(Updated with graph 7 Aug 10)
With the count of parents who have joined the lawsuit against the incredibly bad busing plan in Louisville now up to 13, the case is finally in court.
Per the Courier-Journal, the court discussion gravitated towards a discussion of the performance of Jefferson County schools and why parents are unhappy. One example listed was a comparison of the Dunn and King Elementary Schools.
The news report says that parent attorney J. Bruce Miller “insinuated” that King Elementary is inferior, citing as an example numerous spelling and grammar mistakes available for public view in the school’s web site.
Well, there’s no need to insinuate. The performance in these two schools is dramatically different, as the most recent proficiency rates in the five Kentucky Core Content Test subjects in this graph show (I assembled the graph from data in each school’s Interim Performance Report for 2009, available with the menus presented here).
The 2009 No Child Left Behind results for the two schools are also dramatically different. Dunn’s 2009 NCLB Adequate Yearly Progress Report shows it met all nine of its targets and thus met Adequate Yearly Progress (AYP). King’s report shows it only met 8 of 12 targets, a rather low performance of only 66.7 percent. King failed to make AYP in 2009. It also failed to make AYP in 2008. Find each school’s 2009 NCLB report with the menus provided here.
However, King is not in NCLB Tier status due to a serious loophole that the Jefferson County busing plan has exposed. When the enrollment in a school changes by 20 percent or more, that school’s NCLB “counter” gets reset to zero. So, instead of King being in Tier 1 status for failing to make AYP two years in a row, it isn’t in any NCLB trouble.
I’ve written about how busing has shredded NCLB in Jefferson County before, but I would not be surprised if the lawyer for the school district or its superintendent tries to fool the public by claiming the district has reduced the schools in NCLB Tier status. I suspect it has, but that is only because of this loophole that busing can seriously exploit.
There was more nonsense in the Courier’s report, and you can click the “Read more” link below to learn about that.
Jefferson County’s lawyer made the audacious claim that just because a parent has the right to enroll their child at the school closest to their home, this does not guarantee the child has a right to attend that school.
I’m not a lawyer, but that certainly seems to turn the use of “enroll” in Kentucky statutes on its ear.
A search for the term “enroll” in the Kentucky School Laws Annotated shows that Kentucky law frequently uses the term with the idea of attendance, not just the act of completing paperwork to enter school.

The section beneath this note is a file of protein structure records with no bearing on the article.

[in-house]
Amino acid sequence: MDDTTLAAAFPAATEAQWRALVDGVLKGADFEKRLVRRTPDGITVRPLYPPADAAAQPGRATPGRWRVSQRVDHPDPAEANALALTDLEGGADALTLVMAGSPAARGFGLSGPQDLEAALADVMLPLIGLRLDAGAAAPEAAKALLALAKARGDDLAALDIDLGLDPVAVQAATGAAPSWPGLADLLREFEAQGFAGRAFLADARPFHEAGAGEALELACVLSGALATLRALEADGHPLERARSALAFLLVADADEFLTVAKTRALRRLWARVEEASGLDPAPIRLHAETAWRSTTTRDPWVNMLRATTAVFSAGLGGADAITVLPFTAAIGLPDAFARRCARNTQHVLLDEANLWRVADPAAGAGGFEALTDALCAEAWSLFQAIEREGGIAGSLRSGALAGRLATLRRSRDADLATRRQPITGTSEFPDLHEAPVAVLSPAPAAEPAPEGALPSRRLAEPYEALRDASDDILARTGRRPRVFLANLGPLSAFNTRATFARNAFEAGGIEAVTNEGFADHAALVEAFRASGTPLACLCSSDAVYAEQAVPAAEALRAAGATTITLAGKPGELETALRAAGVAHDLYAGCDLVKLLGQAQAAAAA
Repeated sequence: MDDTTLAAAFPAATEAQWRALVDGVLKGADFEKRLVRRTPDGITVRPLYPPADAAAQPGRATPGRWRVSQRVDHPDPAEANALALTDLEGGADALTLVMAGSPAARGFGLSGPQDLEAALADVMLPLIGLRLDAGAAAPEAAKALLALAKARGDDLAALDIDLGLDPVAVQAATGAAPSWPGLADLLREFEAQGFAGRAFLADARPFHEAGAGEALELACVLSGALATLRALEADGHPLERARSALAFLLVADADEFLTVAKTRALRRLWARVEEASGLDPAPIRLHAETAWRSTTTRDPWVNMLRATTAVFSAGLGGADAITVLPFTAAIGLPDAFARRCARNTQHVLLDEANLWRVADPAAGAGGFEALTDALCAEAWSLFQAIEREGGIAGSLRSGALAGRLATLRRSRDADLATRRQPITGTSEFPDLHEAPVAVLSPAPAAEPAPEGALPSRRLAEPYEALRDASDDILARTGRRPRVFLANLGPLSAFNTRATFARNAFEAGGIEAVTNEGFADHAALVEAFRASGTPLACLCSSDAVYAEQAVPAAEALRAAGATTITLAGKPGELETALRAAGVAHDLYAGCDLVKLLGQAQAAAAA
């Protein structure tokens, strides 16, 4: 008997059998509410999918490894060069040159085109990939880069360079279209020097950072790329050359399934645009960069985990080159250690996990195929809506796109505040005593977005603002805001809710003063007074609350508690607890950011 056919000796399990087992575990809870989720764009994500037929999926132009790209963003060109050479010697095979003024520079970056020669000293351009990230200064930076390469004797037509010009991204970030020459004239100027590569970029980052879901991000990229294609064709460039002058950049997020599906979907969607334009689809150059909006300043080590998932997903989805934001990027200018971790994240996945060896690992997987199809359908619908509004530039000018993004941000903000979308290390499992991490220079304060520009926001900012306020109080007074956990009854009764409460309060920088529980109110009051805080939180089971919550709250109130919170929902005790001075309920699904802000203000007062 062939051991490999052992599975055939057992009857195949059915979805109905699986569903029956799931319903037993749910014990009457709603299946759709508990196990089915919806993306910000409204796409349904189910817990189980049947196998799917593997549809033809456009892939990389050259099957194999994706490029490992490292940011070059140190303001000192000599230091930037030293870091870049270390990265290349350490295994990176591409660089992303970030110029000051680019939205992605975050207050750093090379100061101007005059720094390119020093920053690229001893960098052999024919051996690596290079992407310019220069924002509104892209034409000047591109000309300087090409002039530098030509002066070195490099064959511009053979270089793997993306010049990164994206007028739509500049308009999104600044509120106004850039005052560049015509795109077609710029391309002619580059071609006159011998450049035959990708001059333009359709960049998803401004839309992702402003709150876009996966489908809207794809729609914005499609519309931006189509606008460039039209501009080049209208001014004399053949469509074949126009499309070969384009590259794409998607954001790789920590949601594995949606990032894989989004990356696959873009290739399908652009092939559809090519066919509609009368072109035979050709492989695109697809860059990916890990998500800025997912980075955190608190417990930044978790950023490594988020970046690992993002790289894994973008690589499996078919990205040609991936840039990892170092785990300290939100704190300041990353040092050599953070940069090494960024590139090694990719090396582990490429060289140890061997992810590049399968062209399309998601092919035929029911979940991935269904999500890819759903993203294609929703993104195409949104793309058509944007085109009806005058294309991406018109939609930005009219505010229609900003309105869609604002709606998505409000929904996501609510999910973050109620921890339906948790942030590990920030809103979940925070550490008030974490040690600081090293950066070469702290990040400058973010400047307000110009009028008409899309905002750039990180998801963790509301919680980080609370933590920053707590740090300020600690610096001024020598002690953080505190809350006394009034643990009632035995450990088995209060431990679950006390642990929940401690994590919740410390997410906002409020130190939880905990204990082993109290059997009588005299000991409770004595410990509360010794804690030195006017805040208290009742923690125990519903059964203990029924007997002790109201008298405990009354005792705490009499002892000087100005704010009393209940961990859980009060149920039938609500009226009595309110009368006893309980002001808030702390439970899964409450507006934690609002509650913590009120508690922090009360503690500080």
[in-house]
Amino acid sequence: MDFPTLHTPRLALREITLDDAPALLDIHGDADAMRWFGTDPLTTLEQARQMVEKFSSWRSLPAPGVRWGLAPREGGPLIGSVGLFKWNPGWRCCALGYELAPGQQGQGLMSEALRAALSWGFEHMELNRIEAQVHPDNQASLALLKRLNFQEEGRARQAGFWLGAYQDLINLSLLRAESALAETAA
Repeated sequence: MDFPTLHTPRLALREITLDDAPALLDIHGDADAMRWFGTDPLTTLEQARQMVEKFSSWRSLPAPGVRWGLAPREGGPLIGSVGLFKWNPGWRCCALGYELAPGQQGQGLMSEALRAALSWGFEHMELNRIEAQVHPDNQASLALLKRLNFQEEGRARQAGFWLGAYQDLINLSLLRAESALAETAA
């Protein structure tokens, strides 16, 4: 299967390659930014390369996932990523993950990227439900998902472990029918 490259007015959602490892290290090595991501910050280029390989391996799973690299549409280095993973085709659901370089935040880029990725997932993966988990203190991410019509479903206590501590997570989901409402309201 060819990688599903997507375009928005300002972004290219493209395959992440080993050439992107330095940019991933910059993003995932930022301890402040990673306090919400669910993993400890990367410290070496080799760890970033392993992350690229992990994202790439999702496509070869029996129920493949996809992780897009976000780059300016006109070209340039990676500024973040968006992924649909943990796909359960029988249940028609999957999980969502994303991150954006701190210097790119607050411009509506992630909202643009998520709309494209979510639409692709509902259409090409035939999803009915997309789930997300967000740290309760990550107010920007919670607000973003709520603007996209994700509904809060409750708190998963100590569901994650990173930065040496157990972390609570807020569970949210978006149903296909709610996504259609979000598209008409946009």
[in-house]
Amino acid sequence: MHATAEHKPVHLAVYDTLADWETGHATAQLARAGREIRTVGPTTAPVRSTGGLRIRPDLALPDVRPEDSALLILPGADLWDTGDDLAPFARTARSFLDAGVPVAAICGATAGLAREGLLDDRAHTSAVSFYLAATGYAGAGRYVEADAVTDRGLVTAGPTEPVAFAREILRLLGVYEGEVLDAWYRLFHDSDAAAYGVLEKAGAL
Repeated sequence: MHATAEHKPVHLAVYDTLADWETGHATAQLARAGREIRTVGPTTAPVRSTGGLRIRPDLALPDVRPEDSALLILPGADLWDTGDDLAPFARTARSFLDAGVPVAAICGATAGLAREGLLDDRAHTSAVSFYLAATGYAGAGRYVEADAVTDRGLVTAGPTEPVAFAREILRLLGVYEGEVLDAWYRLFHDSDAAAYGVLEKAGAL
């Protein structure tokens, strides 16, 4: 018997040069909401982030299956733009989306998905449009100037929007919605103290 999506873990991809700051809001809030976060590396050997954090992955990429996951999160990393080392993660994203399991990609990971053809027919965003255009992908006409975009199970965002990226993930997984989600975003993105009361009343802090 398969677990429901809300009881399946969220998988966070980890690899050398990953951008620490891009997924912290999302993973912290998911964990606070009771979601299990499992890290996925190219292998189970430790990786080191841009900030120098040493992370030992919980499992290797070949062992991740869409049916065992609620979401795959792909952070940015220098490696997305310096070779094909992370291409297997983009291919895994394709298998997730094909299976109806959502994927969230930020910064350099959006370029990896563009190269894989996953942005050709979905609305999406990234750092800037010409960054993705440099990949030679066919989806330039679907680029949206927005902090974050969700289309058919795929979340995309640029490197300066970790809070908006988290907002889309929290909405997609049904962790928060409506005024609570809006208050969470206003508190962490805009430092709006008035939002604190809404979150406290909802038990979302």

For example, in Section 17.470 (Page 100) regarding children reported as missing:
“The Department of Kentucky State Police shall provide the commissioner of education with a list of the names of all missing children and children who have been recovered along with, if available, the last known school of enrollment.”
Clearly, this use of the term indicates it means the last know school of attendance.
On page 403 in Section 157.065, the law discusses required reporting of children in the federal free and reduced cost lunch program. It says,
“The report shall include the number of children enrolled at the school and the number of children who are eligible for free or reduced priced meals under the federal program.”
Notice this use of the term enrolled clearly means students actually attending the school, as well.
There is another point worth mentioning. Jefferson County has been busing for years to diversify its schools, but I don’t see any evidence that this has helped make significant improvement in the city’s chronically under-performing West End. All that has been accomplished is different kids are being subjected to substandard educations, and many of the bused kids must be so tired by the time they reach school that their eagerness and energy to learn are seriously depleted even before the class start bell rings.
There is more going on, but you get the point. Jefferson County is clearly going to do everything it can to continue on with its NCLB busting, parent and child abusing plan that can drag five year old kids on a one hour, 28 mile bus ride, one way, with multiple bus changes, as they struggle to get an education in this poorly performing school system.